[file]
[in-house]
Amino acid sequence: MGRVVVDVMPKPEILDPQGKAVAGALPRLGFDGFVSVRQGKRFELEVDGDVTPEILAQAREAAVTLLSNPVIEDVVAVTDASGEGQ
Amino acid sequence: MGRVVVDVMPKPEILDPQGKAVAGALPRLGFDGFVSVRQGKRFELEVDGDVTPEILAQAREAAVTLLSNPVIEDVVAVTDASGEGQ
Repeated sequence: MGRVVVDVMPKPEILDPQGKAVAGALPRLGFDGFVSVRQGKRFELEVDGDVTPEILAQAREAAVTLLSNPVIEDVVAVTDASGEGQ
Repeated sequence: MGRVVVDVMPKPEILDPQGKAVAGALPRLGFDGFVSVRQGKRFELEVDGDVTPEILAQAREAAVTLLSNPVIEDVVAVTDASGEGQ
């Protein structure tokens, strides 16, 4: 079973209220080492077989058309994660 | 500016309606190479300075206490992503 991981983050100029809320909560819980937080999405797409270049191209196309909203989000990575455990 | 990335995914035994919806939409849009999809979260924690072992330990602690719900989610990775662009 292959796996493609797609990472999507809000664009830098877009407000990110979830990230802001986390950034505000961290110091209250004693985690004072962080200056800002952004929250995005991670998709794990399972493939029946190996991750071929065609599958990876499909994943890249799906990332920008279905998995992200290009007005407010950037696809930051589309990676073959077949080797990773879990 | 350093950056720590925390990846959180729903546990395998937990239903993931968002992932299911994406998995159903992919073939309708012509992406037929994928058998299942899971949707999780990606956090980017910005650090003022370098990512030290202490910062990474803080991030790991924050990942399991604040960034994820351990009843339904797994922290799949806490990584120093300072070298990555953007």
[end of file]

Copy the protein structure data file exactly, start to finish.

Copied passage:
[in-house]
Amino acid sequence: MGRVVVDVMPKPEILDPQGKAVAGALPRLGFDGFVSVRQGKRFELEVDGDVTPEILAQAREAAVTLLSNPVIEDVVAVTDASGEGQ
Amino acid sequence: MGRVVVDVMPKPEILDPQGKAVAGALPRLGFDGFVSVRQGKRFELEVDGDVTPEILAQAREAAVTLLSNPVIEDVVAVTDASGEGQ
Repeated sequence: MGRVVVDVMPKPEILDPQGKAVAGALPRLGFDGFVSVRQGKRFELEVDGDVTPEILAQAREAAVTLLSNPVIEDVVAVTDASGEGQ
Repeated sequence: MGRVVVDVMPKPEILDPQGKAVAGALPRLGFDGFVSVRQGKRFELEVDGDVTPEILAQAREAAVTLLSNPVIEDVVAVTDASGEGQ
């Protein structure tokens, strides 16, 4: 079973209220080492077989058309994660 | 500016309606190479300075206490992503 991981983050100029809320909560819980937080999405797409270049191209196309909203989000990575455990 | 990335995914035994919806939409849009999809979260924690072992330990602690719900989610990775662009 292959796996493609797609990472999507809000664009830098877009407000990110979830990230802001986390950034505000961290110091209250004693985690004072962080200056800002952004929250995005991670998709794990399972493939029946190996991750071929065609599958990876499909994943890249799906990332920008279905998995992200290009007005407010950037696809930051589309990676073959077949080797990773879990 | 350093950056720590925390990846959180729903546990395998937990239903993931968002992932299911994406998995159903992919073939309708012509992406037929994928058998299942899971949707999780990606956090980017910005650090003022370098990512030290202490910062990474803080991030790991924050990942399991604040960034994820351990009843339904797994922290799949806490990584120093300072070298990555953007």